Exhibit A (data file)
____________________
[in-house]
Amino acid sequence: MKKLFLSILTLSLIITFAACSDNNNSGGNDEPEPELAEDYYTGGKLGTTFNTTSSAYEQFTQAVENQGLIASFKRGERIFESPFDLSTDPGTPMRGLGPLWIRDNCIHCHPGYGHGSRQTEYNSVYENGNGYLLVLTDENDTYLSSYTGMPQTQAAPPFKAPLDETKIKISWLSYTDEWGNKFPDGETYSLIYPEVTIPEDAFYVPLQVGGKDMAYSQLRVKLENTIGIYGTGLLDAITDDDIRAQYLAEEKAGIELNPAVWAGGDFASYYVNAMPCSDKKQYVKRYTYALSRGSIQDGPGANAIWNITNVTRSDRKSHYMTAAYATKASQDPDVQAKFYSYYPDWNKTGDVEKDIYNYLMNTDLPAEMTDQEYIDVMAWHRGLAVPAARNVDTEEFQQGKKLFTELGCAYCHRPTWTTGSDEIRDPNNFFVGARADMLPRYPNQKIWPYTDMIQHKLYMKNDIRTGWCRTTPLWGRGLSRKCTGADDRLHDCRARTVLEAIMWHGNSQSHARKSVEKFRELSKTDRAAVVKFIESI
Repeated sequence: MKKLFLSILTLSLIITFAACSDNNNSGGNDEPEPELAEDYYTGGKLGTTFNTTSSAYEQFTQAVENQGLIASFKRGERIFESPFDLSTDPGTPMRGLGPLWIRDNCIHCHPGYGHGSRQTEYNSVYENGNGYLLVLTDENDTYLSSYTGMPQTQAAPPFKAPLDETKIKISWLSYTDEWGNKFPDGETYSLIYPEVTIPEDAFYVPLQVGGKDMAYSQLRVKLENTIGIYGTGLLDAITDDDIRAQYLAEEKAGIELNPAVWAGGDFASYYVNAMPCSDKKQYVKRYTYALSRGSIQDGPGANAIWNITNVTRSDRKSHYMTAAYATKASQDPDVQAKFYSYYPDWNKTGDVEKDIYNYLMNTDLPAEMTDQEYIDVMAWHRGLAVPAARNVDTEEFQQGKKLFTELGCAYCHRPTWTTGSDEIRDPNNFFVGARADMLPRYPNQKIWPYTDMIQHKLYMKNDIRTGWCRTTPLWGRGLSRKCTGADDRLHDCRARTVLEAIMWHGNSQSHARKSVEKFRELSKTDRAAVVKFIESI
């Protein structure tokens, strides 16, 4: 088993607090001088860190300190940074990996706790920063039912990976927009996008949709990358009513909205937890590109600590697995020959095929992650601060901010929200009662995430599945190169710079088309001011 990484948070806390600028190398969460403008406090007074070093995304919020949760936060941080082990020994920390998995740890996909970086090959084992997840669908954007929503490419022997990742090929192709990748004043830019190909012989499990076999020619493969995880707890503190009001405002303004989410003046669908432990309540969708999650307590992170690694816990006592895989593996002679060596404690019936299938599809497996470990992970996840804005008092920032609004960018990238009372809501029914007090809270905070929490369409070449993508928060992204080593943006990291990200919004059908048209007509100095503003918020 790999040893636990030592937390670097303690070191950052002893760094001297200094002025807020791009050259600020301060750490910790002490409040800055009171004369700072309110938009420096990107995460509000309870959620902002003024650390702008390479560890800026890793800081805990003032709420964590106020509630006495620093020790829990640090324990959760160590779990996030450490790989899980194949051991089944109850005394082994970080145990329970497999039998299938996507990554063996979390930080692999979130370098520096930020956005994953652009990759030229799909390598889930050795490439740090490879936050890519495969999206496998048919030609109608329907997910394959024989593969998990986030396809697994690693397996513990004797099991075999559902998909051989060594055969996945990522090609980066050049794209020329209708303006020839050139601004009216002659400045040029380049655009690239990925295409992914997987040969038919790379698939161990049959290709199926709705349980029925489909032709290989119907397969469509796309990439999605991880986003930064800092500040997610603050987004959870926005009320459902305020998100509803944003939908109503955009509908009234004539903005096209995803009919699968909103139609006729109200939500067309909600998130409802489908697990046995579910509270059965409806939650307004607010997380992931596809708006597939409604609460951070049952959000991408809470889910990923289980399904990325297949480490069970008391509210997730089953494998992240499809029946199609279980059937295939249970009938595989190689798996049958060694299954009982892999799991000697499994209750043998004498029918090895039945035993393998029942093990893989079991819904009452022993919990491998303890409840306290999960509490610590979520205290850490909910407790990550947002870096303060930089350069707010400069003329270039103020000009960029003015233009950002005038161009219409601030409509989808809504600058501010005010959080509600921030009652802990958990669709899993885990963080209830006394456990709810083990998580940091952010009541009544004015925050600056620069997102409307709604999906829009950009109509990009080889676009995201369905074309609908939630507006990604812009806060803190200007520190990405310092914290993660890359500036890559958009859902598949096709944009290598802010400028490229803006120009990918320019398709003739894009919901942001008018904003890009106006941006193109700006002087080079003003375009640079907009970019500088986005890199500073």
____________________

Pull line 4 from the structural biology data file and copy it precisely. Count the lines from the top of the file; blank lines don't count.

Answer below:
């Protein structure tokens, strides 16, 4: 088993607090001088860190300190940074990996706790920063039912990976927009996008949709990358009513909205937890590109600590697995020959095929992650601060901010929200009662995430599945190169710079088309001011 990484948070806390600028190398969460403008406090007074070093995304919020949760936060941080082990020994920390998995740890996909970086090959084992997840669908954007929503490419022997990742090929192709990748004043830019190909012989499990076999020619493969995880707890503190009001405002303004989410003046669908432990309540969708999650307590992170690694816990006592895989593996002679060596404690019936299938599809497996470990992970996840804005008092920032609004960018990238009372809501029914007090809270905070929490369409070449993508928060992204080593943006990291990200919004059908048209007509100095503003918020 790999040893636990030592937390670097303690070191950052002893760094001297200094002025807020791009050259600020301060750490910790002490409040800055009171004369700072309110938009420096990107995460509000309870959620902002003024650390702008390479560890800026890793800081805990003032709420964590106020509630006495620093020790829990640090324990959760160590779990996030450490790989899980194949051991089944109850005394082994970080145990329970497999039998299938996507990554063996979390930080692999979130370098520096930020956005994953652009990759030229799909390598889930050795490439740090490879936050890519495969999206496998048919030609109608329907997910394959024989593969998990986030396809697994690693397996513990004797099991075999559902998909051989060594055969996945990522090609980066050049794209020329209708303006020839050139601004009216002659400045040029380049655009690239990925295409992914997987040969038919790379698939161990049959290709199926709705349980029925489909032709290989119907397969469509796309990439999605991880986003930064800092500040997610603050987004959870926005009320459902305020998100509803944003939908109503955009509908009234004539903005096209995803009919699968909103139609006729109200939500067309909600998130409802489908697990046995579910509270059965409806939650307004607010997380992931596809708006597939409604609460951070049952959000991408809470889910990923289980399904990325297949480490069970008391509210997730089953494998992240499809029946199609279980059937295939249970009938595989190689798996049958060694299954009982892999799991000697499994209750043998004498029918090895039945035993393998029942093990893989079991819904009452022993919990491998303890409840306290999960509490610590979520205290850490909910407790990550947002870096303060930089350069707010400069003329270039103020000009960029003015233009950002005038161009219409601030409509989808809504600058501010005010959080509600921030009652802990958990669709899993885990963080209830006394456990709810083990998580940091952010009541009544004015925050600056620069997102409307709604999906829009950009109509990009080889676009995201369905074309609908939630507006990604812009806060803190200007520190990405310092914290993660890359500036890559958009859902598949096709944009290598802010400028490229803006120009990918320019398709003739894009919901942001008018904003890009106006941006193109700006002087080079003003375009640079907009970019500088986005890199500073």